At Singapore Press Holdings (SPH)’s annual general meeting yesterday (27 Nov), SPH CEO Ng Yat Chung told shareholders that SPH would move forward by growing income from its property business.

“SPH is facing a challenging media landscape. We have not been spared from rapid changes disrupting the news media industry everywhere. Consumer habits are changing, and they are increasingly moving to digital media,” he said.

“As a result, our media business faced a steady decline in both print advertising and print subscription revenue. And these are traditionally our largest revenue and profit drivers. The Covid-19 pandemic this year has further exacerbated these challenges.”

He said that one of his strategies to move forward is to grow income from its property business.

SPH is also on track to become a sizeable owner-operator of purpose-built student accommodation, he added.

Besides property, Ng said that SPH will continue its media transformation efforts, “This involves investing in technological capabilities to rejuvenate, reinvent and re-position our product offerings.”

Ng gets $1.3m salary while company loses money

Earlier this month, it was reported that while SPH posted its first ever net loss of S$83.7 million for the year that ended on Aug 31, Ng continues to receive big salary and shares (‘SPH CEO receives more than $1.3m salary while company loses money‘).

In the last financial year, SPH’s revenue from media advertising declined by a staggering 31.4 per cent with revenue for the media business as a whole shrinking by 22.8 per cent.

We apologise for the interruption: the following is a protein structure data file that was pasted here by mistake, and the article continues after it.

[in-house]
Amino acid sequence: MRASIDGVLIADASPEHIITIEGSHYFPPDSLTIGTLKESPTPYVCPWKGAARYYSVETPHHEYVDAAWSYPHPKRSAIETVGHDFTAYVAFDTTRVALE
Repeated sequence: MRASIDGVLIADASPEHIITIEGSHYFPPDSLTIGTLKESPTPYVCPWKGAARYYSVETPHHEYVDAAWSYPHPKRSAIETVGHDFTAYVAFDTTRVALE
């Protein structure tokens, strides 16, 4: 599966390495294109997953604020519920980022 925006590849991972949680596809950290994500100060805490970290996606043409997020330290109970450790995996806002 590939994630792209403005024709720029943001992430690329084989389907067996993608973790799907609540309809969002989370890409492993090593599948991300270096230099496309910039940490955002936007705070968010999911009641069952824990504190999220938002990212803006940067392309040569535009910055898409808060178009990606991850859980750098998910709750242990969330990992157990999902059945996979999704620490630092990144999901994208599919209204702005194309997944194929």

Segments significantly hit even include its property business. SPH’s malls and purpose-built student accommodation (PBSA) assets were hit by non-cash fair value losses of S$232 million. The valuation of its retail malls fell by S$196.5 million while that of its PBSA assets fell by S$31.9 million respectively.

Without the government grants of S$68.5 million through the Jobs Support Scheme, SPH’s net loss would have been even higher.

Not surprisingly, Ng attributed his company’s losses to COVID-19. “All our major business segments were severely disrupted by Covid-19. Our media business is badly affected by the collapse in advertising,” he said.

Despite losing money for the first time in the history of SPH, Ng was awarded with bonuses and shares. The latest SPH’s annual report shows that Ng received a total cash and benefits of $1,350,000 in the last FY. Other SPH staff were not so lucky and had to be laid off.

SPH removed from Straits Times Index

And to add insult to injury, SPH was removed as one of the constituents of the Straits Times Index (STI) — the benchmark index for the Singapore stock market — in Jun this year. The STI is made up of the top 30 stocks listed on SGX’s mainboard, ranked by market capitalization.

The administrator of STI, FTSE Russell, said that the removal of SPH was made after the quarterly review in Jun. It was removed on 22 Jun.

The removal of any constituent company from STI happens when its market value drops below the 40th position or a counter in the reserve list rises to the 20th position or above. This is according to ground rules of the STI, which were created by SPH and managed by FTSE Russell.

The STI is jointly calculated by FTSE Russell, SPH and SGX.


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